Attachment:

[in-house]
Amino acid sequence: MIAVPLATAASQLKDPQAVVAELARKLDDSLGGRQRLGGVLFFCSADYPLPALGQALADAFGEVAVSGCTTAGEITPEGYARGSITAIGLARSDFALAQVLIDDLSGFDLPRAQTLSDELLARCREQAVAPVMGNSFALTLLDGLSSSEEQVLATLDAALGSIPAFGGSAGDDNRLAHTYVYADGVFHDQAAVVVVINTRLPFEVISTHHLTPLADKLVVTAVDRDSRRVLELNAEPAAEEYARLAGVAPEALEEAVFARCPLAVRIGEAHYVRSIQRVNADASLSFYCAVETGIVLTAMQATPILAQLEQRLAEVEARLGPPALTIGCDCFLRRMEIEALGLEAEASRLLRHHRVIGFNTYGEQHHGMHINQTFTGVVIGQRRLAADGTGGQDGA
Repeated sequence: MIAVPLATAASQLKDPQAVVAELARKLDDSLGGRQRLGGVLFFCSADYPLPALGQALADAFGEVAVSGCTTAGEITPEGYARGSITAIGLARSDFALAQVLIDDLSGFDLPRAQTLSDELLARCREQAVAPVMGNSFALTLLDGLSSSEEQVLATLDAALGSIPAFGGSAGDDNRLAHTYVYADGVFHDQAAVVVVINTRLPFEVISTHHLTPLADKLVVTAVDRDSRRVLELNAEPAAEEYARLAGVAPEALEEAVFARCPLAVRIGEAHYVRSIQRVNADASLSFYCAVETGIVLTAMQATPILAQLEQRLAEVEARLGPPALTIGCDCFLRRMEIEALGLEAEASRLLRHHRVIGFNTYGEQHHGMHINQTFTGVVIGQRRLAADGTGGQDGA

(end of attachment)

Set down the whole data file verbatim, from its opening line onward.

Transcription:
[in-house]
Amino acid sequence: MIAVPLATAASQLKDPQAVVAELARKLDDSLGGRQRLGGVLFFCSADYPLPALGQALADAFGEVAVSGCTTAGEITPEGYARGSITAIGLARSDFALAQVLIDDLSGFDLPRAQTLSDELLARCREQAVAPVMGNSFALTLLDGLSSSEEQVLATLDAALGSIPAFGGSAGDDNRLAHTYVYADGVFHDQAAVVVVINTRLPFEVISTHHLTPLADKLVVTAVDRDSRRVLELNAEPAAEEYARLAGVAPEALEEAVFARCPLAVRIGEAHYVRSIQRVNADASLSFYCAVETGIVLTAMQATPILAQLEQRLAEVEARLGPPALTIGCDCFLRRMEIEALGLEAEASRLLRHHRVIGFNTYGEQHHGMHINQTFTGVVIGQRRLAADGTGGQDGA
Repeated sequence: MIAVPLATAASQLKDPQAVVAELARKLDDSLGGRQRLGGVLFFCSADYPLPALGQALADAFGEVAVSGCTTAGEITPEGYARGSITAIGLARSDFALAQVLIDDLSGFDLPRAQTLSDELLARCREQAVAPVMGNSFALTLLDGLSSSEEQVLATLDAALGSIPAFGGSAGDDNRLAHTYVYADGVFHDQAAVVVVINTRLPFEVISTHHLTPLADKLVVTAVDRDSRRVLELNAEPAAEEYARLAGVAPEALEEAVFARCPLAVRIGEAHYVRSIQRVNADASLSFYCAVETGIVLTAMQATPILAQLEQRLAEVEARLGPPALTIGCDCFLRRMEIEALGLEAEASRLLRHHRVIGFNTYGEQHHGMHINQTFTGVVIGQRRLAADGTGGQDGA